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Book Review: Randall Wakelam’s The Science of Bombing September 10, 2010

Posted by Will Thomas in EWP Book Club.
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The following book review appears in Isis 101 (September 2010): 671-672.

© 2010 by The History of Science Society, and reprinted here according to the guidelines of the University of Chicago Press.

Randall T. Wakelam.
The Science of Bombing: Operational Research in RAF Bomber Command. ix + 347 pp., illus., apps., index. Toronto/London: University of Toronto Press, 2009. $55 (paper).
William Thomas

During World War II, scientists worked for the British, Canadian, and American military services to study plans, tactics, training, and procedures to see whether military practices made sense in light of up‐to‐date information from the field. The manner of this work varied from conducting special investigations, to parsing statistics, to building sophisticated mathematical models of such military operations as hunting for U‐boats. This work was known in Britain as “operational research” (OR) and was later established as its own profession.

Immediately following the war, the embryologist C. H. Waddington helped record the activities of the Royal Air Force (RAF) Coastal Command’s OR Section (ORS), which he had led for a time. He published this history decades later as OR in World War II (Elek, 1973). As Waddington put it when that book was published, the “essential nature” of wartime OR “cannot be conveyed except through discussion of many particulars” (p. xiv). Whatever the merits of any individual study, OR’s main impact was in the knowledge acquired through the accumulated study of military operations over time. Thus, to convey the character and value of wartime OR, Waddington felt it necessary to reconstruct the history of the section’s work.

In The Science of Bombing, the military historian Randall Wakelam has done Waddington one better, recounting in detail the work of RAF Bomber Command’s ORS and intertwining it with a study of the planning done by the command’s senior officers. The result is a highly detailed account of the evolution of the intellectual anatomy of bombing. Whereas typical military histories focus on the bird’s‐eye view of grand strategy or the ground‐level view of the soldier, or present a roster of technologies used, Wakelam uses the section’s view to reconstruct the long string of procedural deliberations at headquarters that determined how well bombs were aimed and how many crews returned from missions alive.

This study is important, primarily because it is able to demonstrate the ways in which policy‐oriented research could impact executive decisions. Such impacts are difficult to trace in terms of a clear acceptance or rejection of researchers’ recommendations. Instead, one must track executive deliberations over time in order to determine the often more oblique ways in which research helps executives articulate and weigh their options. Doing so, Wakelam concludes that the ORS played a key role in Bomber Command planning—a point that he admits he was predisposed not to accept, given his own more recent experiences with OR in the Canadian military.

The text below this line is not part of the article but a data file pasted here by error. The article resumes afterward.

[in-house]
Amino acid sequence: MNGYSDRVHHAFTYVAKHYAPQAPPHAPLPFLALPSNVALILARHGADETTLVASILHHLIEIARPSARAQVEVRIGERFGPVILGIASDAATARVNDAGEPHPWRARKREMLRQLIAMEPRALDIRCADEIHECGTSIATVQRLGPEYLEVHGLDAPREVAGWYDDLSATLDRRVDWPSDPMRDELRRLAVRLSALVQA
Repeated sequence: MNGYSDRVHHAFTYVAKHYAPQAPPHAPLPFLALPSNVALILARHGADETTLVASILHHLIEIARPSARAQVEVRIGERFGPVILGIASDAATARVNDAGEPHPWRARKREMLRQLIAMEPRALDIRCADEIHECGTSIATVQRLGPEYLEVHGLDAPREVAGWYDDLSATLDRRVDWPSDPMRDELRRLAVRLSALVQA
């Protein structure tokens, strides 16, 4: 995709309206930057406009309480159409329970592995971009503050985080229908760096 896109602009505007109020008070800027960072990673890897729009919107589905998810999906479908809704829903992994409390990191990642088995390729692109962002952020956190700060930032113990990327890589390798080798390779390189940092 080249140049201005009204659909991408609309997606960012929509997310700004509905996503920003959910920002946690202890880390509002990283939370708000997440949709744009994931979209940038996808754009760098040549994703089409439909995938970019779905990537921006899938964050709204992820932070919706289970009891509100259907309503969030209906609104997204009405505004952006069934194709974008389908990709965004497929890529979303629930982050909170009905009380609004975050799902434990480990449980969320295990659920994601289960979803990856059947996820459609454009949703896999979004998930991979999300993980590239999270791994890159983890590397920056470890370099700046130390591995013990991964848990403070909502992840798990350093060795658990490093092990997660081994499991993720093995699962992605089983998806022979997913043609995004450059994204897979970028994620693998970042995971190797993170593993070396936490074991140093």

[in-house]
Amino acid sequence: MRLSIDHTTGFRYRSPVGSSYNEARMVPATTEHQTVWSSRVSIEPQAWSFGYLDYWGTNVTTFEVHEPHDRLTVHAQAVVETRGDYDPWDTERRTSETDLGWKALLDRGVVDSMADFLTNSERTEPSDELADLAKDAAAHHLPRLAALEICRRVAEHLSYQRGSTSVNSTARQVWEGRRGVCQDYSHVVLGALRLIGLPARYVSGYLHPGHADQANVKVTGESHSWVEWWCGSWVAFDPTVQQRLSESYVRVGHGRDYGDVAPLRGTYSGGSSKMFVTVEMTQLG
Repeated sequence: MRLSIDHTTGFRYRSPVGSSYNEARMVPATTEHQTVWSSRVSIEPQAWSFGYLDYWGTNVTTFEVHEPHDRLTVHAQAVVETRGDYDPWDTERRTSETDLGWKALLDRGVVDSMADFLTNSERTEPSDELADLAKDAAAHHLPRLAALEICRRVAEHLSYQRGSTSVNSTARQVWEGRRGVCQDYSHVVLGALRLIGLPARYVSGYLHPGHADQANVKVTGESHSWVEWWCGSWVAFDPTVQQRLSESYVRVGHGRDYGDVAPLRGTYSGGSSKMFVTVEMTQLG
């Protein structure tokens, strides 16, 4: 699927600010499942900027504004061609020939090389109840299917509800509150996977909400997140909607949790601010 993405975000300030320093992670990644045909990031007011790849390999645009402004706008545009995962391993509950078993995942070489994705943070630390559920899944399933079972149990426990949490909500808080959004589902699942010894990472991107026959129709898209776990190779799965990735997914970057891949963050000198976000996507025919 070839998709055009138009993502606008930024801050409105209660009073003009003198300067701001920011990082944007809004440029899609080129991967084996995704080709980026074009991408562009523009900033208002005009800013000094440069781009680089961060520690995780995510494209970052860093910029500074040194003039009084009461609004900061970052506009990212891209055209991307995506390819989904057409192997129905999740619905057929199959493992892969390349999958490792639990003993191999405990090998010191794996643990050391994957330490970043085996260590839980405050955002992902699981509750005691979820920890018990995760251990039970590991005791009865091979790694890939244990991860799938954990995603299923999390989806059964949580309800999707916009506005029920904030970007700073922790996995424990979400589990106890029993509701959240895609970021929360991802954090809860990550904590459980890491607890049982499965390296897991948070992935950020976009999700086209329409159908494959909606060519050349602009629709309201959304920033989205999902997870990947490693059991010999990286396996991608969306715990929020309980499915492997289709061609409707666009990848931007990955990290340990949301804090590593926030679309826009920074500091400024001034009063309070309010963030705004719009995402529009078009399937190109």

Wakelam uses this conclusion to revise the historical picture of decision making in Bomber Command, particularly that of its commander‐in‐chief, Arthur Harris. Harris has often been portrayed as having a rigid and brutal mentality in order to explain his commitment to Britain’s policy of targeting the German civilian population, which was strategically ineffectual into 1944 and cost many RAF crews their lives. Importantly, this perspective has been reinforced by prominent scientists associated with wartime OR, including Patrick Blackett, Solly Zuckerman, and Freeman Dyson (who joined the Bomber Command ORS in 1943, at nineteen years of age). All these scientists have likewise implicated the ORS and its allegedly servile leader, civil service researcher Basil Dickins, in Harris’s intellectual shortcomings.

Wakelam takes pains to distinguish the policy of strategic bombing from operational planning, correctly pointing out (as has the historian Maurice Kirby) that the ORS was not generally tasked with justifying or questioning Britain’s strategic policy and that its activities deserve historical scrutiny beyond that issue. (Wakelam does note that the ORS was drawn into debates between Harris and those who wanted to divert effort to tactical bombing in support of the D‐Day invasion—including Zuckerman, who did not forget it.) He argues that neither Harris nor Dickins deserves his intellectual reputation.

Few historians of science will have much use for the detailed narrative of The Science of Bombing, but some may find its depiction of the relationship between policy research and executive decision illuminating. Some detail might have been sacrificed to expand on how groups such as intelligence analysts and the command’s Bombing Development Unit similarly contributed to headquarters deliberations. ORS methodology is not extensively surveyed. Nevertheless, the book lends a new and sophisticated perspective to our knowledge of scientific work in the war.


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